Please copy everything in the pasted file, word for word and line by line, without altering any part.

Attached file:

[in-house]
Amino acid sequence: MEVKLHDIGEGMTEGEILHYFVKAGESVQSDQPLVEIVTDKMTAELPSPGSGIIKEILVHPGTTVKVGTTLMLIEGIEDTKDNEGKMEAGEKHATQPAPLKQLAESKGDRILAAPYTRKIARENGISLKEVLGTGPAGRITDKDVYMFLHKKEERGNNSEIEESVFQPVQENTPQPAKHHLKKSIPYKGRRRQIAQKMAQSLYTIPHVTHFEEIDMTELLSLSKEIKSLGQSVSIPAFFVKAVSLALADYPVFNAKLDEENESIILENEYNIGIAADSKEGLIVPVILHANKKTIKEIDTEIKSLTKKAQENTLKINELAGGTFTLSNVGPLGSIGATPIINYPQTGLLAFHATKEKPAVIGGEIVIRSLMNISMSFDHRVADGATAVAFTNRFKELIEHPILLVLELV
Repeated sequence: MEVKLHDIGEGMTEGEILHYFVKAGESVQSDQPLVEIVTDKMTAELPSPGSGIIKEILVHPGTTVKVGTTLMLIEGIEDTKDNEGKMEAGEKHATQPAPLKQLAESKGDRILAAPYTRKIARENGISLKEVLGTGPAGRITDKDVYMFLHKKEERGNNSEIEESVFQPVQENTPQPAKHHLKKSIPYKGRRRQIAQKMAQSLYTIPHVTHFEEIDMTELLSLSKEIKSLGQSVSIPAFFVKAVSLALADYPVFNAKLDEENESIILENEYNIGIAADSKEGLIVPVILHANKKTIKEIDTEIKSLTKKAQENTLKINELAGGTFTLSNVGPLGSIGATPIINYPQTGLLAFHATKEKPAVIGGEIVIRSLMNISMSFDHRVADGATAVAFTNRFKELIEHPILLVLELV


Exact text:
[in-house]
Amino acid sequence: MEVKLHDIGEGMTEGEILHYFVKAGESVQSDQPLVEIVTDKMTAELPSPGSGIIKEILVHPGTTVKVGTTLMLIEGIEDTKDNEGKMEAGEKHATQPAPLKQLAESKGDRILAAPYTRKIARENGISLKEVLGTGPAGRITDKDVYMFLHKKEERGNNSEIEESVFQPVQENTPQPAKHHLKKSIPYKGRRRQIAQKMAQSLYTIPHVTHFEEIDMTELLSLSKEIKSLGQSVSIPAFFVKAVSLALADYPVFNAKLDEENESIILENEYNIGIAADSKEGLIVPVILHANKKTIKEIDTEIKSLTKKAQENTLKINELAGGTFTLSNVGPLGSIGATPIINYPQTGLLAFHATKEKPAVIGGEIVIRSLMNISMSFDHRVADGATAVAFTNRFKELIEHPILLVLELV
Repeated sequence: MEVKLHDIGEGMTEGEILHYFVKAGESVQSDQPLVEIVTDKMTAELPSPGSGIIKEILVHPGTTVKVGTTLMLIEGIEDTKDNEGKMEAGEKHATQPAPLKQLAESKGDRILAAPYTRKIARENGISLKEVLGTGPAGRITDKDVYMFLHKKEERGNNSEIEESVFQPVQENTPQPAKHHLKKSIPYKGRRRQIAQKMAQSLYTIPHVTHFEEIDMTELLSLSKEIKSLGQSVSIPAFFVKAVSLALADYPVFNAKLDEENESIILENEYNIGIAADSKEGLIVPVILHANKKTIKEIDTEIKSLTKKAQENTLKINELAGGTFTLSNVGPLGSIGATPIINYPQTGLLAFHATKEKPAVIGGEIVIRSLMNISMSFDHRVADGATAVAFTNRFKELIEHPILLVLELV